Professional truck drivers know safe driving habits are important when traveling on roadways filled with congestion and other distractions, often situations that can be a challenge for new drivers.
Through Share the Road, a highway safety program developed by the American Trucking Associations (ATA), professional truck drivers teach teen drivers how to exercise good judgment when driving on roadways shared with commercial vehicles like tractor-trailers.
Members of the ATA’s America’s Road Team – including Earl Taylor, an America’s Road Team Captain and professional truck driver for Penske Logistics – draw on their experience and exemplary safety records to serve as program ambassadors and pass along tips to young drivers.
“If we teach teens at an early age, before they develop bad habits, they can be more effective drivers,” said Drew Mitrisin, manager of industry affairs for the ATA. “Even if kids take one or two things away from a Share the Road demonstration, we still think it will be valuable and potentially life-saving.”
Taylor recently visited with students at two high schools in Virginia, offering them a chance to climb into the cab of the official Share the Road tractor-trailer, explore the sleeper compartment and experience a commercial unit from a professional truck driver’s vantage point.
“We all want to be safe on the road, and the only way is for teens to understand what we are doing,” Taylor said. “We are professional drivers; we have a pretty good understanding of what to expect out on the road, but new drivers don’t have as much experience or exposure to commercial vehicles.”
Driving Home Highway Safety
The Share the Road program began in 1986 to teach the public how to coexist safely with large trucks on roadways, working with many highway safety partners, including state trucking associations and the Federal Motor Carrier Safety Administration.
“Once you understand the limitations of a truck, you will be able to better predict what a truck driver will do and how you can drive responsibly next to a truck driver,” said Mitrisin.
In addition to schools, Share the Road events are held during the year at state capitols, motorcycle and RV events, auto shows and truck driving championships. An official Share the Road tractor-trailer serves as a literal touchpoint of the presentation.
Some Share the Road program tips include:
- When following behind a truck, remain 20 to 25 car lengths behind it.
- Leave enough space if you need to stop suddenly for an accident ahead of you or to avoid debris in the roadway.
- When passing a truck, and before moving back into its lane, make sure you can see the truck’s headlights in your rearview mirror before you move back over.
“One of the big messages is to understand when you’re in a blind spot and try to get out of it quickly but safely. There is a blind spot in the front, and trucks take a long time to stop, so you want to make sure you give him plenty of cushion when you are cutting back into the truck driver’s lane,” Mitrisin said.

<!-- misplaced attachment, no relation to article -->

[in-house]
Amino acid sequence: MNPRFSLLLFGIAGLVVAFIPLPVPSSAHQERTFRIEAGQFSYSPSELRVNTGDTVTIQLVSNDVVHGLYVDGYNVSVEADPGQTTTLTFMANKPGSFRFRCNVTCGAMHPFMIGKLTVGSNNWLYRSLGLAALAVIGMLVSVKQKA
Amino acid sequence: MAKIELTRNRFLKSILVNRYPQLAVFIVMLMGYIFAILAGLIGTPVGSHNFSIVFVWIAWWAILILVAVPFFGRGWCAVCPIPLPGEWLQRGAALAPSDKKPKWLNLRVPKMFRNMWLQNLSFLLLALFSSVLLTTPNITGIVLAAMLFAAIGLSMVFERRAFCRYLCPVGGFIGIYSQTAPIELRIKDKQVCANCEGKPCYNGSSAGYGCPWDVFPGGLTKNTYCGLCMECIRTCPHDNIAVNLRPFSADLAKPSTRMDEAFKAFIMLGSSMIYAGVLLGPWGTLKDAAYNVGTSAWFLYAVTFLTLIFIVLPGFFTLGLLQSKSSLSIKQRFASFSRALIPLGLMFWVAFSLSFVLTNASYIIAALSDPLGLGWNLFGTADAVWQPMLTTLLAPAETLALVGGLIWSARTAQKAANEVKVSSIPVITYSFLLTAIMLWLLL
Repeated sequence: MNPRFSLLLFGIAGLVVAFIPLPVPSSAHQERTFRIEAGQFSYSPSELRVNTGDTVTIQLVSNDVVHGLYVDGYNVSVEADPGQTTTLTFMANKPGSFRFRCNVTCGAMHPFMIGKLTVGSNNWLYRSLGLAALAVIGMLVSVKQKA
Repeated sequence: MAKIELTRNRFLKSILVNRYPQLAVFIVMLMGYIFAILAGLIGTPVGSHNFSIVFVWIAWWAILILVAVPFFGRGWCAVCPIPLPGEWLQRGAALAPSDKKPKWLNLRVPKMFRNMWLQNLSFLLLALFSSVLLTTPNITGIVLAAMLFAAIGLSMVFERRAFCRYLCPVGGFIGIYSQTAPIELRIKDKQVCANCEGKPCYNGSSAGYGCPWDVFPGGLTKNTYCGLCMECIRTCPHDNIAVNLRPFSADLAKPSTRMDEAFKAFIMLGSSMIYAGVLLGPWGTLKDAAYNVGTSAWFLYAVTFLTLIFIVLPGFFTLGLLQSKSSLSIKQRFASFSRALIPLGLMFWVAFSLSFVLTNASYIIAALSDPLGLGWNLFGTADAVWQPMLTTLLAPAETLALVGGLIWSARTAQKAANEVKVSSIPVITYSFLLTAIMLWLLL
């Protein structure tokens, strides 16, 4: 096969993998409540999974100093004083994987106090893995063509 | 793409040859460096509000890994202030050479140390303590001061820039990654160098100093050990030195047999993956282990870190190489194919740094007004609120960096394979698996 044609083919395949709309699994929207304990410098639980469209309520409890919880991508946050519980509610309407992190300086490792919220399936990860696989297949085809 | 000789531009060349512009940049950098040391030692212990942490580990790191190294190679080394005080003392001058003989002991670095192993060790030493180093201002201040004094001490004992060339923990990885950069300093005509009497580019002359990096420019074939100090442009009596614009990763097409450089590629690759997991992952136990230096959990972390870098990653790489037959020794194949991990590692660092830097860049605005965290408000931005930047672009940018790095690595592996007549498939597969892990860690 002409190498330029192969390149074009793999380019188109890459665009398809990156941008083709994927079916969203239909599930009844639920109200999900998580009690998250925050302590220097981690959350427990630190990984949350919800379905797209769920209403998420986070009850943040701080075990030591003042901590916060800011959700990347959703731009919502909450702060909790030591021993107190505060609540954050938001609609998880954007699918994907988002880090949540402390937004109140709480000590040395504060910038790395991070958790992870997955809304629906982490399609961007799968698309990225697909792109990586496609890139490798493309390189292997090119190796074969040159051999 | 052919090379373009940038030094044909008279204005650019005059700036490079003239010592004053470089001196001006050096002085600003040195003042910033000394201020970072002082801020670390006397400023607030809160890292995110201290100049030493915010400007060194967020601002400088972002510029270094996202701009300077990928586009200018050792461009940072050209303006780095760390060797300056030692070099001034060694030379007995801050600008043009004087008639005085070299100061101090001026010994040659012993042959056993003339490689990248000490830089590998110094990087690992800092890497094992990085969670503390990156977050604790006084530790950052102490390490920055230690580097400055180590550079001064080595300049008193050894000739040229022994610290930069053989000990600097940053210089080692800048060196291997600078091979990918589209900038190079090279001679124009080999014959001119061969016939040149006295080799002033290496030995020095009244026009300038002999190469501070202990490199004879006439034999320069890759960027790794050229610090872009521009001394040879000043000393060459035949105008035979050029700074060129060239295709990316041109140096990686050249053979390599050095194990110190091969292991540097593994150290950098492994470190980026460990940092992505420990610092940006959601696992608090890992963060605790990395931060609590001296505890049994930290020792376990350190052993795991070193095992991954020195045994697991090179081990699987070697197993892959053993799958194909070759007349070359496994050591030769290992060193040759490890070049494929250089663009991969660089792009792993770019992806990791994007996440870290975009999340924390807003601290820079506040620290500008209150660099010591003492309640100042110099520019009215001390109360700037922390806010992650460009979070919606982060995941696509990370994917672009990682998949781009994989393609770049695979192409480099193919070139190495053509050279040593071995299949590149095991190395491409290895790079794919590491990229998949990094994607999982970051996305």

By having professional truck drivers leading the presentation, it gives teens an authentic voice and a glimpse of the important roles professional truck drivers play.
“This is really a good chance for our professional truck drivers like Earl, who have tons of accident-free miles, to talk to kids first hand and explain the fact that truck drivers are professionals and they do everything they can to get families home safely,” said Mitrisin.
Safe driving is not only a key component to Penske Logistics’ success, and the success of our customers, but it also ensures the safety of the company’s 4,650 professional truck drivers, including Taylor.
A big part of Penske’s safety initiative is encouraging drivers to participate in the Smith System training course. Smith System is a leading provider of collision avoidance driving training.
“Our professional truck drivers put a premium on safe driving to keep themselves safe as well as other motorists,” said Jason Herr, vice president of safety for Penske Logistics. “Safe driving is central to the professional, efficient and on-time performance we provide for our customers each and every day.”
On a Safety Mission
During his time in Virginia, Taylor spoke with 10th-grade students in the driver education programs at two high schools.
“They are excited about driving. They want to get their license. They want that freedom – to be able to go when you want, to come back when you want and not have to depend on someone to pick you up,” he said. “Freedom is a luxury.”
During Taylor’s presentation, the students’ curiosity grew once they could climb inside the tractor. “They became interested in the emission control systems and the electronic logs. They wanted to know about the volume of the trailer,” Taylor said.
For Taylor, the event allowed him to indulge one of his passions – promoting safety and impacting the lives of children.
“When you see a kid who understands the safety part because of the information you have personally given, there is no greater feeling than that.”
Interested in a driving career with Penske? Visit gopenske.com/drivers for employment opportunities. The company offers competitive wages and a wide range ofbenefits. Penske is an Equal Opportunity Employer.
By Bernie Mixon